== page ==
(U-WIRE) WASHINGTON – Columbia University’s top-rated graduate school of journalism announced the creation of a new master of arts program in late March for veteran journalists to refine their knowledge in a chosen discipline — science, politics, economics and business.
The announcement breathed new life into a three-year-old debate started by the university’s president that, in reality, goes back much further — what is a journalism school supposed to teach budding reporters who will soon decide what the rest of us see and hear?
Lee Bollinger, Columbia’s new president in 2003, said journalism programs focus too much on developing specific skills, such as writing and composition, when more attention should be paid to broader intellectual development.
“Of all the criticisms of the press, one of the most serious … is the lack of context for stories,” Bollinger said in a memo that year to journalism school faculty.
Journalism students must learn what Bollinger called “foundational skills, but also a mastery of journalistic inquiry and expression at their highest, most sophisticated, level.” Nicholas Lemann, now the journalism dean at Columbia, said in a recent interview with Inside Higher Ed that the new Master of Arts program would emphasize “conceptual themes,” such as identity, justice and power, “that will help students whether they are later covering a local school board or the new Iraqi parliament.”
“We want to teach things [in the new program] that you cannot pick up on your own on the job,” he said. “It’s our supposition that people in this program will never be full-time at a university again in their jobs, but they will be in journalism for decades.”
Lemann said he expects the new program to be popular with experienced journalism students.
The program will select a class of about 20 students from the some 200 in Columbia’s existing journalism program for the fall 2005 semester. As the program develops, that number will grow to 60. Columbia’s traditional master of science degree in journalism will be a prerequisite to the new program, and it will continue to focus strongly on writing skills, Lemann said. But professors at other journalism schools said even as Columbia bills itself as a trendsetter in pushing the “intellectualization” of journalists, the school is actually playing catch-up. “What the Columbia changes mean is that those students who take the first year and then are accepted for the second year are going to get a kind of skills-liberal arts mix, more like the hybrid program in place in many journalism programs around the country,” said Sharon Dunwoody, president-elect of the Association for Education in Journalism and Mass Communication and journalism professor at the University of Wisconsin at Madison. Still, few educators doubt the Columbia program’s potential to influence the way reporting is taught across the country.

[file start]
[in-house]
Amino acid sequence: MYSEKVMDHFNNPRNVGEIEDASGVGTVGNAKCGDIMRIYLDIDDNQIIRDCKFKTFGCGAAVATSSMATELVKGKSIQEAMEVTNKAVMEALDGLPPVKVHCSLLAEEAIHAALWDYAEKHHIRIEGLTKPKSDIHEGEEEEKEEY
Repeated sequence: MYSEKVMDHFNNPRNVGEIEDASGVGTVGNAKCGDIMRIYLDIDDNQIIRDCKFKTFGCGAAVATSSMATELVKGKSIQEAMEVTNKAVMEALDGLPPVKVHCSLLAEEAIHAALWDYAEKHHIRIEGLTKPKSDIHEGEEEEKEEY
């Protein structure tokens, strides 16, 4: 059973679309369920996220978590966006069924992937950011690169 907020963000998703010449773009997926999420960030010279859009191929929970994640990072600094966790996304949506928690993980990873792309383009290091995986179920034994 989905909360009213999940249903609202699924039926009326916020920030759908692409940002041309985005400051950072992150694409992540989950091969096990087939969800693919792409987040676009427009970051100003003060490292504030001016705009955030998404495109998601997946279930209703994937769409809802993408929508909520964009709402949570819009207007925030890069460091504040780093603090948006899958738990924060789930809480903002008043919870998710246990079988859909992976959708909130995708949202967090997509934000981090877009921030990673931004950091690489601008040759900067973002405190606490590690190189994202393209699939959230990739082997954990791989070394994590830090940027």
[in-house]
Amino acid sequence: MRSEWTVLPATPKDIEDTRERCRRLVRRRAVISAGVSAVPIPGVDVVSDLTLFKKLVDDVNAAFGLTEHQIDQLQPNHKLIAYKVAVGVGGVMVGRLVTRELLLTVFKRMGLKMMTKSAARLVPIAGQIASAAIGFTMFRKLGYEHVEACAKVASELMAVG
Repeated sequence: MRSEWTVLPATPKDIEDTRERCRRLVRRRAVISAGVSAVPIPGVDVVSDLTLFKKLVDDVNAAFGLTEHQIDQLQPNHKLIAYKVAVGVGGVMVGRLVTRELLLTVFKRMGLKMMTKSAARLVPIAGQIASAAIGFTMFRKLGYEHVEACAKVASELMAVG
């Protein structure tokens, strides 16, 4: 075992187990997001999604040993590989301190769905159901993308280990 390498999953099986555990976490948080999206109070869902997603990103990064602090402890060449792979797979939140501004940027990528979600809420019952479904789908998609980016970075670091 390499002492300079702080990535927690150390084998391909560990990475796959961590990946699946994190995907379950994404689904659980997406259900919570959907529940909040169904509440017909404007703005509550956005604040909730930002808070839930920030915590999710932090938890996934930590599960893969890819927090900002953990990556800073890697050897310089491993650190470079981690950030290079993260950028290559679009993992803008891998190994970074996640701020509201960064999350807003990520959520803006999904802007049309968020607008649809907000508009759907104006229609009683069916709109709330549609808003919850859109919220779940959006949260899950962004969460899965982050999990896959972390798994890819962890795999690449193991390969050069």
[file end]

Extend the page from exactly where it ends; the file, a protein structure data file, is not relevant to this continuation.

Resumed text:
“Because of the university’s location and prestige, whatever Columbia does will get noticed,” said Joe Graf, adjunct professor of journalism at George Washington University’s School of Media & Public Affairs. And most agree that a liberal arts curriculum and professional experience are both necessary in initiating young writers into the professional journalism community.
“A journalism program that skimps on its reporting, writing and editing curriculum serves its students no better than a medical school that goes easy on the anatomy lessons,” Thomas Kunkel, dean of the University of Maryland’s college of journalism, said in a 2003 edition of American Journalism Review.
“By the same token, a program that doesn’t firmly fix these skills within the context of journalism history, ethics and law, or that ignores the impact of new technology, is being just as shortsighted.”